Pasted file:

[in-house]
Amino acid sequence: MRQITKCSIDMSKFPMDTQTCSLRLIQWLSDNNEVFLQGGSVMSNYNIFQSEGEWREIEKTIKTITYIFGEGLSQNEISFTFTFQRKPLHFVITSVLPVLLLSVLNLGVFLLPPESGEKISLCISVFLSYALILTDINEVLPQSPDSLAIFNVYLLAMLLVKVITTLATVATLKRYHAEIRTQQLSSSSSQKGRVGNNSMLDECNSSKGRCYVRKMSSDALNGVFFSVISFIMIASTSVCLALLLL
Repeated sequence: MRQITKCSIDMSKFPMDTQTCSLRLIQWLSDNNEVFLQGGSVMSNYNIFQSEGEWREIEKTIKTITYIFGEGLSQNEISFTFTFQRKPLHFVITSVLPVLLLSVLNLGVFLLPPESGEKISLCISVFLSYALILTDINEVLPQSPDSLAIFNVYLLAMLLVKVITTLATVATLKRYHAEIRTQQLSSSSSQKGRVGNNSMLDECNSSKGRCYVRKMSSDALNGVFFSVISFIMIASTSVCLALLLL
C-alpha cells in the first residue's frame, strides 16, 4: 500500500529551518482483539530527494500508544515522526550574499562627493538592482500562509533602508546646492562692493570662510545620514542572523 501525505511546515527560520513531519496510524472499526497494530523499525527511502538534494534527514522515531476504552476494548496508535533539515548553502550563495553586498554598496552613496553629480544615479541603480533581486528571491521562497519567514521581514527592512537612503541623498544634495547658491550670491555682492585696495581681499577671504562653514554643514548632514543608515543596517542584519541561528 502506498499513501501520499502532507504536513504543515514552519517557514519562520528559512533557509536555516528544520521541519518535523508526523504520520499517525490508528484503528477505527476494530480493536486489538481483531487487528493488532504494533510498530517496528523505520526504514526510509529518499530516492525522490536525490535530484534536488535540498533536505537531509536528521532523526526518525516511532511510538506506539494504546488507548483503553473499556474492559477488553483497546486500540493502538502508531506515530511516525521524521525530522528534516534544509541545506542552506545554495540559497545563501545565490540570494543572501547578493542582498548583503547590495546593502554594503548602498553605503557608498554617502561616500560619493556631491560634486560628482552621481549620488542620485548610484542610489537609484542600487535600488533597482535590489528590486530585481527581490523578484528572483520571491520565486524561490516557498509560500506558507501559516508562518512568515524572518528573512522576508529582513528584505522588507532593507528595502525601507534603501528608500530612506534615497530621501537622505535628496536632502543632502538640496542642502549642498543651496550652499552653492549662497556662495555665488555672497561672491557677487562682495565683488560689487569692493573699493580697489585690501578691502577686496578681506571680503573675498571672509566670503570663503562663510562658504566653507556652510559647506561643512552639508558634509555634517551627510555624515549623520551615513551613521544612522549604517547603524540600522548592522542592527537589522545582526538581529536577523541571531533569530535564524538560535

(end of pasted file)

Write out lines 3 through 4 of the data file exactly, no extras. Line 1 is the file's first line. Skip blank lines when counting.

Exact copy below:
Repeated sequence: MRQITKCSIDMSKFPMDTQTCSLRLIQWLSDNNEVFLQGGSVMSNYNIFQSEGEWREIEKTIKTITYIFGEGLSQNEISFTFTFQRKPLHFVITSVLPVLLLSVLNLGVFLLPPESGEKISLCISVFLSYALILTDINEVLPQSPDSLAIFNVYLLAMLLVKVITTLATVATLKRYHAEIRTQQLSSSSSQKGRVGNNSMLDECNSSKGRCYVRKMSSDALNGVFFSVISFIMIASTSVCLALLLL
C-alpha cells in the first residue's frame, strides 16, 4: 500500500529551518482483539530527494500508544515522526550574499562627493538592482500562509533602508546646492562692493570662510545620514542572523 501525505511546515527560520513531519496510524472499526497494530523499525527511502538534494534527514522515531476504552476494548496508535533539515548553502550563495553586498554598496552613496553629480544615479541603480533581486528571491521562497519567514521581514527592512537612503541623498544634495547658491550670491555682492585696495581681499577671504562653514554643514548632514543608515543596517542584519541561528 502506498499513501501520499502532507504536513504543515514552519517557514519562520528559512533557509536555516528544520521541519518535523508526523504520520499517525490508528484503528477505527476494530480493536486489538481483531487487528493488532504494533510498530517496528523505520526504514526510509529518499530516492525522490536525490535530484534536488535540498533536505537531509536528521532523526526518525516511532511510538506506539494504546488507548483503553473499556474492559477488553483497546486500540493502538502508531506515530511516525521524521525530522528534516534544509541545506542552506545554495540559497545563501545565490540570494543572501547578493542582498548583503547590495546593502554594503548602498553605503557608498554617502561616500560619493556631491560634486560628482552621481549620488542620485548610484542610489537609484542600487535600488533597482535590489528590486530585481527581490523578484528572483520571491520565486524561490516557498509560500506558507501559516508562518512568515524572518528573512522576508529582513528584505522588507532593507528595502525601507534603501528608500530612506534615497530621501537622505535628496536632502543632502538640496542642502549642498543651496550652499552653492549662497556662495555665488555672497561672491557677487562682495565683488560689487569692493573699493580697489585690501578691502577686496578681506571680503573675498571672509566670503570663503562663510562658504566653507556652510559647506561643512552639508558634509555634517551627510555624515549623520551615513551613521544612522549604517547603524540600522548592522542592527537589522545582526538581529536577523541571531533569530535564524538560535